Gosport      Chesapeake    36   Richard Dale      Josiah Fox


Because of the difficulty of gathering supplies and the decision to build major structural components out of live oak, which had to be harvested in southern forests, construction proceeded slowly. In March 1795 Secretary of War Timothy Picker- ing prepared a list of ten suggested names for the ships. It is likely that President Washington was responsible for selecting five of them: Constitution, United States, President, Constellation, and Congress. Chesapeake's name was designated some time later.

The warships were still being framed when, in early 1796, word came of a negotiated peace with Algiers, at the cost of nearly one million dollars, which included payment of ransom for the American prisoners and the cost of building the 32-gun frigate Crescent for the Dey's fleet. The act authorizing the six frigates had called for a halt in construction in the event of peace with Algiers, but President Washington urged Congress to extend authorization to complete the six frigates.

Congress approved the completion of only three of the frig-ates. The other three would remain in their partially constructed state. Accordingly, on 20 April 1796 the President signed the "Act supplementary to an act, entitled 'An act to provide a naval armament.'" Under the terms of the 1796 act the frigate United States was launched at Philadelphia on 10 May 1797; the Constellation, at Baltimore on 7 September 1797; and the Constitution, at Boston on 21 October 1797.

In his last annual address to Congress in December 1796, President Washington urged "the gradual creation of a navy" for the protection of the country's commerce.9 Nevertheless, during the ensuing year Congress remained divided over whether to allow the three new frigates to fit out and man in preparation for duty at sea. In July 1797, however, the French government's disdain for American rights to trade with France's enemies prompted Congress to authorize the President to man and employ the three frigates.

France had been America's major ally in the War of Independence, and without its assistance the United States may not have won independence. But the new government of Revolutionary France viewed a 1794 commercial agreement between the United States and Great Britain, known as Jay's Treaty, as a violation of France's 1778 treaties with the United States. The French increased their seizures of American ships trading with their British enemies and refused to receive a new United States minister when he arrived in Paris in December 1796. In his annual message to Congress at the close of 1797, President John Adams reported on France's refusal to negotiate and spoke of the need "to place our country in a suitable posture of de- fense."10 In April of 1798 President Adams informed Congress of the infamous "X Y Z Affair," in which French agents demanded a large bribe for the restoration of relations with the United States. Outraged by this affront to national honor, on 27 April 1798 Congress authorized the President to acquire, arm, and man no more than twelve vessels, of up to twenty-two guns each. Under the terms of this act several vessels were purchased and converted into ships of war. One of these, the Ganges, a Philadelphia-built merchant ship, became "the first man-of- war to fit out and get to sea [24 May 1798] under the second organization of the Navy."11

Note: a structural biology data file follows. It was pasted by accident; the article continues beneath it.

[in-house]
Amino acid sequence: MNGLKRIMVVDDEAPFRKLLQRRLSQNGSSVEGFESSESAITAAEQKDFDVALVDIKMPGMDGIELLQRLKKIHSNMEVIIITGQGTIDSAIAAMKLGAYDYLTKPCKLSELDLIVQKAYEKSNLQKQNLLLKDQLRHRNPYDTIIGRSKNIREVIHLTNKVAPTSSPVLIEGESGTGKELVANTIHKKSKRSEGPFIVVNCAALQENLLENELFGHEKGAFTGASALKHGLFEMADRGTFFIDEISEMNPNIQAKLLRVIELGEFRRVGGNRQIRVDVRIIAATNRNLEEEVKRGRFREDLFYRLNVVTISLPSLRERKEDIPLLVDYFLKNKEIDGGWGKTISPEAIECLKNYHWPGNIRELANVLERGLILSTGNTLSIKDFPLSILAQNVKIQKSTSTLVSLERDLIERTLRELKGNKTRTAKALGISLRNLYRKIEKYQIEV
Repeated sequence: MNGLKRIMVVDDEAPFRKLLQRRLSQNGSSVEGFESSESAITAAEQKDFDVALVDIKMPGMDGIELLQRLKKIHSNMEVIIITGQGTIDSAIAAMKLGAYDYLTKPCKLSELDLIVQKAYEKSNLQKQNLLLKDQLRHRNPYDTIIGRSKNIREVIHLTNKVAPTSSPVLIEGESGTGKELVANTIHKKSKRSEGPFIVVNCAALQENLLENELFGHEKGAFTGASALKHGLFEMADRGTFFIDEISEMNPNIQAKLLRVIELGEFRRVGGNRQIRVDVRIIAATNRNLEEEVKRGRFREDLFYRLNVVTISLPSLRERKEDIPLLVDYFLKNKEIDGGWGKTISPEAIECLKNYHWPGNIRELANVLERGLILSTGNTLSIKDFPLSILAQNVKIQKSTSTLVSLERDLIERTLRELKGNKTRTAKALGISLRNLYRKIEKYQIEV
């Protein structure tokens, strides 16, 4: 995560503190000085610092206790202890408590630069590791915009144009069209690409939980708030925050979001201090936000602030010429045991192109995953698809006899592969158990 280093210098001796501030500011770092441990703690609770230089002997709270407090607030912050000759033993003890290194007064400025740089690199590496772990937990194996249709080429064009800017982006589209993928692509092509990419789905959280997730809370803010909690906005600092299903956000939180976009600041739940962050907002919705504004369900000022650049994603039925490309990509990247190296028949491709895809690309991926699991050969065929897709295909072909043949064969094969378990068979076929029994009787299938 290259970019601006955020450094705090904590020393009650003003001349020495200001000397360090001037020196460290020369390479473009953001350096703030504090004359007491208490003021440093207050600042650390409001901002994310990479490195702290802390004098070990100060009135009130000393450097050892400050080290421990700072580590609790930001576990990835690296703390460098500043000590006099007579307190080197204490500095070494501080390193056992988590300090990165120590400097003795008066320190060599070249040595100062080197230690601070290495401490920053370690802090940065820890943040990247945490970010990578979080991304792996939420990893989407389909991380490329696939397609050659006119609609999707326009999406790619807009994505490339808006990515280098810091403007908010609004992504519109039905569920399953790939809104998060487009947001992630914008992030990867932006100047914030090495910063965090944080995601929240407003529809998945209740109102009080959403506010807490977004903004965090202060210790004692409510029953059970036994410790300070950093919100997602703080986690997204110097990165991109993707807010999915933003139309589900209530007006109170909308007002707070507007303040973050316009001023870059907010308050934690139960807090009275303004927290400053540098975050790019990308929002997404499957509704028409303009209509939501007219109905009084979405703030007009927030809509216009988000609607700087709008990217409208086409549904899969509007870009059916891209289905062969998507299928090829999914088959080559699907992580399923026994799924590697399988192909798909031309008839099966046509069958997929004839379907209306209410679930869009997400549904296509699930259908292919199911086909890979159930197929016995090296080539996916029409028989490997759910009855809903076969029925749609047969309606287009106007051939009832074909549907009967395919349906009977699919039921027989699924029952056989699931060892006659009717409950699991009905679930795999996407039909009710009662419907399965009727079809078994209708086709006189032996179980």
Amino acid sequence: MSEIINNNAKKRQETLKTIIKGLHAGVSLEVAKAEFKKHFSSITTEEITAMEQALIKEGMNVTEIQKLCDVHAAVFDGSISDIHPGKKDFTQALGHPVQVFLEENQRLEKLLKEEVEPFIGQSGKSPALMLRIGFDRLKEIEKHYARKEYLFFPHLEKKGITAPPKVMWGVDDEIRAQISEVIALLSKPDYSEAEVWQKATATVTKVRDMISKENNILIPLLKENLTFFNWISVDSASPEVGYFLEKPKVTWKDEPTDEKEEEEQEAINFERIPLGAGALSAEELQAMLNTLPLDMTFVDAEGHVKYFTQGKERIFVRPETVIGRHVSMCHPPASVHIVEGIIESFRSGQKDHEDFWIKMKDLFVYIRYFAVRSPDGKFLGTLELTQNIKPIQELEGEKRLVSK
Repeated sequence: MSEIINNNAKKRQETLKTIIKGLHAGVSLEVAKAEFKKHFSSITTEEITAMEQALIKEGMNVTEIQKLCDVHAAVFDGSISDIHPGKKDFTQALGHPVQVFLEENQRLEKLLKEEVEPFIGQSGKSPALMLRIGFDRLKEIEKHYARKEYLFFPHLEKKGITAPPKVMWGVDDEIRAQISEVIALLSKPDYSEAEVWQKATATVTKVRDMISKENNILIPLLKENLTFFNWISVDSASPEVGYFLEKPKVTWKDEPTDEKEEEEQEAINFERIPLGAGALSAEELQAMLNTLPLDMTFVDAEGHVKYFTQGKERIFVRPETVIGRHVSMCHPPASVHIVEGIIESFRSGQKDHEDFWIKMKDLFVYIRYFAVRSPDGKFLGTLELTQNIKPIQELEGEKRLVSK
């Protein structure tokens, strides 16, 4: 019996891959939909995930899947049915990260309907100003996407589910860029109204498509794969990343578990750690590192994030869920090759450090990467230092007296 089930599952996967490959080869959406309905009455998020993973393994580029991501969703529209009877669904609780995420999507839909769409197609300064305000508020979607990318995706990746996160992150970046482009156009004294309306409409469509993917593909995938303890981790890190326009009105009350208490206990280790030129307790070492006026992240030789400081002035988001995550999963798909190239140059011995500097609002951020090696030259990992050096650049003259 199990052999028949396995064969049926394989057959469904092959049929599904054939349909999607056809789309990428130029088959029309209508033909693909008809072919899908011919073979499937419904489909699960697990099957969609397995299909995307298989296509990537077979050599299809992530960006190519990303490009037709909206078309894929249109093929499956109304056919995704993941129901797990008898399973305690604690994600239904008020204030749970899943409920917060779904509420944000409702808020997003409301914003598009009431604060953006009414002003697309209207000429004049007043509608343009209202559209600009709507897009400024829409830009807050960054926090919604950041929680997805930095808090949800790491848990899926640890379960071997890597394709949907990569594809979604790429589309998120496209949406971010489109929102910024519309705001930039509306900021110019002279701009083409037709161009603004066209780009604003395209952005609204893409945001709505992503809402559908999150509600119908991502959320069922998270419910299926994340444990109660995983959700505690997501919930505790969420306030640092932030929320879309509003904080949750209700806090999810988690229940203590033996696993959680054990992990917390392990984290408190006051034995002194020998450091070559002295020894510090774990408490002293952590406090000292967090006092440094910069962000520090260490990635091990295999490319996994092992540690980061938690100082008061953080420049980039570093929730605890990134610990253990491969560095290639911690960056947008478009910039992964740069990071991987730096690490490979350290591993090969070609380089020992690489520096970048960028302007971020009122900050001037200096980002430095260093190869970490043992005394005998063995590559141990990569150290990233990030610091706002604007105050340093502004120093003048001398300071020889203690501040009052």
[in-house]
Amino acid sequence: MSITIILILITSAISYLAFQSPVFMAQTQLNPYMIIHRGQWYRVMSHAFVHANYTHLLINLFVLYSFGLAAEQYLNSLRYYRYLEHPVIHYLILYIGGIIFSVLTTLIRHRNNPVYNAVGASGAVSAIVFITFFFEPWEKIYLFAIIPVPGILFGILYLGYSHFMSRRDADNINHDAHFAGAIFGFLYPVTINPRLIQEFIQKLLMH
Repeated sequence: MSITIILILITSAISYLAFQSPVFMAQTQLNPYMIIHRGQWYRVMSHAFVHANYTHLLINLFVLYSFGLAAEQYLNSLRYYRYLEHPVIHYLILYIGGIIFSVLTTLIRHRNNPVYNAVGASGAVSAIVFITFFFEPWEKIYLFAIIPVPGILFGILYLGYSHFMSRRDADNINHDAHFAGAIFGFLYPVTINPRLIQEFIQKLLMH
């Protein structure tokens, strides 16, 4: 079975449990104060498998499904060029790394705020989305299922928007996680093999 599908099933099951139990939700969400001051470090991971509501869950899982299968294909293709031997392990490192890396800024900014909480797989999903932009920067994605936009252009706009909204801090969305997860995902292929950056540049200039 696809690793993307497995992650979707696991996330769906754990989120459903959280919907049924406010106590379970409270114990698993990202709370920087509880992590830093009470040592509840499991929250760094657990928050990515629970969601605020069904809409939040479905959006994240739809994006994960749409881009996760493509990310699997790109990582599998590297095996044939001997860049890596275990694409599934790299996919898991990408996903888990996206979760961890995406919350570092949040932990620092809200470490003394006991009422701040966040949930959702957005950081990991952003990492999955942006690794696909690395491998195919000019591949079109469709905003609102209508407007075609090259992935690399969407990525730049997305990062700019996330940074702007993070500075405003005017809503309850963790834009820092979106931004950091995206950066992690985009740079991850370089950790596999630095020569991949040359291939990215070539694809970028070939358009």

In March 1798, overworked Secretary of War James McHenry brought before Congress the problem of his responsibility for naval affairs. Naval administration had become a significant portion of his department's work, as it had for the Department of the Treasury, which oversaw all the Navy's contracting and disbursing. The Department of War also had received congressional criticism for what was seen as the mismanagement and the exces- sive cost of the naval construction program. In addition, the growing trouble with the French induced Congress to authorize an increase in the size of the navy and raised the possibility that the navy would be called on to confront French privateers.

In response to the obvious need for an executive department responsible solely for, and staffed with persons competent in, naval affairs, Congress passed a bill establishing the Department of the Navy. President John Adams signed the historic act on 30 April 1798. Benjamin Stoddert, a Maryland merchant who had served as secretary to the Continental Board of War during the American Revolution, became the first secretary of the navy. One historian writes that Stoddert "was a classic Navalist" who "desired an American navy which could, not only protect commerce, but which would increase American prestige."12